I’m not spamming. I’m expressing an opinion. That’s what this forum is about. If you have a problem with it, feel free to report this to the moderator.

I don’t think President Eisenhower had in mind for a travel company to make such a huge profit on his program that’s meant to educate and enrich the lives of deserving children. He’d probably want to know why the travel company doesn’t take some of its profit to subsidize future trips for deserving children. After all, in 2000 they generated $43 million in revenue selling trips to kids that cost anywhere from $1,800 to $4,200. Surely, if they genuinely felt these children should visit other countries, they’d be willing to take some of that profit and use it to help subsidize future trips for Student Ambassadors.

From you post on your link dated 11-14-02

and now from the OP

So almost three months after your post at ProTeacher you post the same opinion here except I note that the price has gone from at least 4,000 to almost 5,000. Inflation I guess.

Next would you stop with the 43 million in revenue strawman?

(bolding mine)
Look I will type this slowly so that you can understand. Revenue does not equal profit. You are using these words as if they are equal, and they are not. It is completly possible to have a huge revenue and lose money. If you doubt this try going to any airline web site and read their annual report for the last couple of years. I am not saying that this company didn’t make a profit, what I am saying is that they did not make anywhere near $43 million dollars in profit. Unless you quote actual profit numbers, the revenue numbers are meaningless.

Oh yeah one more thing. Have you ever priced a trip to Europe for three weeks? I travel there quite often on business and the cost of my daughter’s trip was reasonable. Does Australia cost a lot of money to get to? You bet, it is a very long and expensive airplane ride.

So almost three months after your post at ProTeacher you post the same opinion here except I note that the price has gone from at least 4,000 to almost 5,000. Inflation I guess.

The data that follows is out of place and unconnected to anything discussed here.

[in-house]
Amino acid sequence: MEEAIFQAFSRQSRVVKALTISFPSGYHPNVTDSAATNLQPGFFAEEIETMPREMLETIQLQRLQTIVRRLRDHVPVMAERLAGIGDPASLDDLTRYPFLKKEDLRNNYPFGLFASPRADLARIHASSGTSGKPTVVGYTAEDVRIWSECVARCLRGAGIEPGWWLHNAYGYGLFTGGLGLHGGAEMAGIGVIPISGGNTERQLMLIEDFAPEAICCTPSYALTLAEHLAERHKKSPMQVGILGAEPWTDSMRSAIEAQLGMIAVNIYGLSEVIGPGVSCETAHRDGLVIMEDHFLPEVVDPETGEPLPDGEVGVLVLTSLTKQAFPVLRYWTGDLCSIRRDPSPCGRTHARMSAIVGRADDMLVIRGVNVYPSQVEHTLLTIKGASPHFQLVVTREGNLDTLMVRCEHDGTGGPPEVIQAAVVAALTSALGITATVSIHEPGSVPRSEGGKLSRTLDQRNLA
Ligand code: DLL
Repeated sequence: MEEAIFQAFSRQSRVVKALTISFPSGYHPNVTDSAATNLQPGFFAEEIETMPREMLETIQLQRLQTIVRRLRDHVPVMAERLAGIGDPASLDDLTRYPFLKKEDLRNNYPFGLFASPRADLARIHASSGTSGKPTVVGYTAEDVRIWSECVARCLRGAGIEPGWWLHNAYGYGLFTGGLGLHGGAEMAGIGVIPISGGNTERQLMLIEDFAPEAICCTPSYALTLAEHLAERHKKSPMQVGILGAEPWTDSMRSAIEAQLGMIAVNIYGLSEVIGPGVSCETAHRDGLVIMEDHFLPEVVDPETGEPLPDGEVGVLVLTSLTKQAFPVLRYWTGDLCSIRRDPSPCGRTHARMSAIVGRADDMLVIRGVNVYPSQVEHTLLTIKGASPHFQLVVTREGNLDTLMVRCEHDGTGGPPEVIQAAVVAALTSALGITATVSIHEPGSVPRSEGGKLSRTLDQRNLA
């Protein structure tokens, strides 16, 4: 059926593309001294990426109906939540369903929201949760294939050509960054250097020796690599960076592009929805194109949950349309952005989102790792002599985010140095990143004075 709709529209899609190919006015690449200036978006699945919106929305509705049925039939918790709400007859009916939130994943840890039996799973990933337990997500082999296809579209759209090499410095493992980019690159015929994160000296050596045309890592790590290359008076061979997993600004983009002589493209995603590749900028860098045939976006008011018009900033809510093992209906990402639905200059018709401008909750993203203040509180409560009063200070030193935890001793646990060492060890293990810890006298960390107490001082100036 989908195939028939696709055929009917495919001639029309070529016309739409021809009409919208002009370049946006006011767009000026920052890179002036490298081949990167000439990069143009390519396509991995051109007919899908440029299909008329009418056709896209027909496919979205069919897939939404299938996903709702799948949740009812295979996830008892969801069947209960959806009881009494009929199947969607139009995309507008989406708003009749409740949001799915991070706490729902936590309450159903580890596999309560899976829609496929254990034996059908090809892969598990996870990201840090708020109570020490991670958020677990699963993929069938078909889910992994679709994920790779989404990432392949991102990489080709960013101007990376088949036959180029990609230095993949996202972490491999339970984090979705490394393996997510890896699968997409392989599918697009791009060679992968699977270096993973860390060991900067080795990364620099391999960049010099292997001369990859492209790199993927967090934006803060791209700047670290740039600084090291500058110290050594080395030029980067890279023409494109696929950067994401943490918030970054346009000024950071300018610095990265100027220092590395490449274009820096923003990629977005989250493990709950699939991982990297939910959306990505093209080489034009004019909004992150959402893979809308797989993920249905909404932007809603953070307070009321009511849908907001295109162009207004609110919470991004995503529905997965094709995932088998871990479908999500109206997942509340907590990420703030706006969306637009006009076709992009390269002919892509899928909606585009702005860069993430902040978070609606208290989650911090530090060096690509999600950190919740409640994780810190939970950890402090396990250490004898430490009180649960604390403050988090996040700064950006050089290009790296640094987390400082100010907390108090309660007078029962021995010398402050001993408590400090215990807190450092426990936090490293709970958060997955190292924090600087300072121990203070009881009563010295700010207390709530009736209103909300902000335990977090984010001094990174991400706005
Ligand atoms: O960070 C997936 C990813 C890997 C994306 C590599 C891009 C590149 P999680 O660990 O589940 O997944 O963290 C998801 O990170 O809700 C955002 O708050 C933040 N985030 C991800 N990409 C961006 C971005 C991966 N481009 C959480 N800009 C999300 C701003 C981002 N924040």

$400 down and an additional $4000 comes to $4400. I said ALMOST five grand. $4400 is more than $4000.

Gee, I’m sorry if this thread is causing you to be so upset. That was not my intention. I am aware that there are plenty of children who had a great time on those trips. But you must admit the marketing practices to get some parents to commit to these trips is questionable. That’s the only problem I had with it.

Ooooh. Careful, Rick. That borders on flaming. A no-no here at Straight Dope.

No, just a No-No here in IMHO. (and the other forums)

Another rule says we can’t accuse you of some other activity so I will not say it. I do hope to see you in the pit though.

Well, I still don’t see the scam, but I’ll email my buddy whose daughter did the Australia trip last summer and get another opinion.

Thanks for the clarification, Epimetheus. Would this thread be better suited over in the Pit? If you think so, then by all means, please move it over. Thanks.

Sorry, left my mod powers in my other jacket. :rolleyes:

I think somebody should exercise some reading comprehension to be serious. Did I say anywhere that this thread belonged in the pit? Sheesh.

When you said this: ‘I do hope to see you in the pit though.’

I took it to mean you thought this thread would be better suited in the pit. So we’ll just leave it here.